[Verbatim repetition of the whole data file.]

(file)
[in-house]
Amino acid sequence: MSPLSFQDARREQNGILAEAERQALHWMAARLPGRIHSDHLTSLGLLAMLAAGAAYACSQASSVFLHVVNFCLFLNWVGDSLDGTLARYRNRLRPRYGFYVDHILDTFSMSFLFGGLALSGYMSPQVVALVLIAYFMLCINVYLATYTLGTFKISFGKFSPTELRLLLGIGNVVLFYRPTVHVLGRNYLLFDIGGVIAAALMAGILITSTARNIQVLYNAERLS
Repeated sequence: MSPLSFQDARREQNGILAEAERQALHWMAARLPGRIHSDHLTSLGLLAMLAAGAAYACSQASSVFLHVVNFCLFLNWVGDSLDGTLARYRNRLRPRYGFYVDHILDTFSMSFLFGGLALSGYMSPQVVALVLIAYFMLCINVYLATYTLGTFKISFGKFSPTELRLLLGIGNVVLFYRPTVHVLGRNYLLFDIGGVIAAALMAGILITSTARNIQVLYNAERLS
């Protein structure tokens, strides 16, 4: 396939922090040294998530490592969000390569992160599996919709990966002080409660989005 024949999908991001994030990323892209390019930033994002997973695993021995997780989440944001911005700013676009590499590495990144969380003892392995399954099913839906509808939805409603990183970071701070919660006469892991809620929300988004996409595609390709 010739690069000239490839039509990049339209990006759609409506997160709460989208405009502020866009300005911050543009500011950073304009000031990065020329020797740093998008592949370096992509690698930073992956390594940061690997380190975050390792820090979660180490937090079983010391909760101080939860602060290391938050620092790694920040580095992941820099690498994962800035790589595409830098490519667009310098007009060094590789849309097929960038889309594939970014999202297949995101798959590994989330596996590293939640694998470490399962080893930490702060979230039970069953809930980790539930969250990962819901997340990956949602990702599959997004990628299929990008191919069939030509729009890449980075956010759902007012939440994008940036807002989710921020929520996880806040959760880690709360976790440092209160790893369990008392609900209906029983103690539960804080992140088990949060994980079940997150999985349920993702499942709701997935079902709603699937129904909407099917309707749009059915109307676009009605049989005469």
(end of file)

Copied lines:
[in-house]
Amino acid sequence: MSPLSFQDARREQNGILAEAERQALHWMAARLPGRIHSDHLTSLGLLAMLAAGAAYACSQASSVFLHVVNFCLFLNWVGDSLDGTLARYRNRLRPRYGFYVDHILDTFSMSFLFGGLALSGYMSPQVVALVLIAYFMLCINVYLATYTLGTFKISFGKFSPTELRLLLGIGNVVLFYRPTVHVLGRNYLLFDIGGVIAAALMAGILITSTARNIQVLYNAERLS
Repeated sequence: MSPLSFQDARREQNGILAEAERQALHWMAARLPGRIHSDHLTSLGLLAMLAAGAAYACSQASSVFLHVVNFCLFLNWVGDSLDGTLARYRNRLRPRYGFYVDHILDTFSMSFLFGGLALSGYMSPQVVALVLIAYFMLCINVYLATYTLGTFKISFGKFSPTELRLLLGIGNVVLFYRPTVHVLGRNYLLFDIGGVIAAALMAGILITSTARNIQVLYNAERLS
């Protein structure tokens, strides 16, 4: 396939922090040294998530490592969000390569992160599996919709990966002080409660989005 024949999908991001994030990323892209390019930033994002997973695993021995997780989440944001911005700013676009590499590495990144969380003892392995399954099913839906509808939805409603990183970071701070919660006469892991809620929300988004996409595609390709 010739690069000239490839039509990049339209990006759609409506997160709460989208405009502020866009300005911050543009500011950073304009000031990065020329020797740093998008592949370096992509690698930073992956390594940061690997380190975050390792820090979660180490937090079983010391909760101080939860602060290391938050620092790694920040580095992941820099690498994962800035790589595409830098490519667009310098007009060094590789849309097929960038889309594939970014999202297949995101798959590994989330596996590293939640694998470490399962080893930490702060979230039970069953809930980790539930969250990962819901997340990956949602990702599959997004990628299929990008191919069939030509729009890449980075956010759902007012939440994008940036807002989710921020929520996880806040959760880690709360976790440092209160790893369990008392609900209906029983103690539960804080992140088990949060994980079940997150999985349920993702499942709701997935079902709603699937129904909407099917309707749009059915109307676009009605049989005469």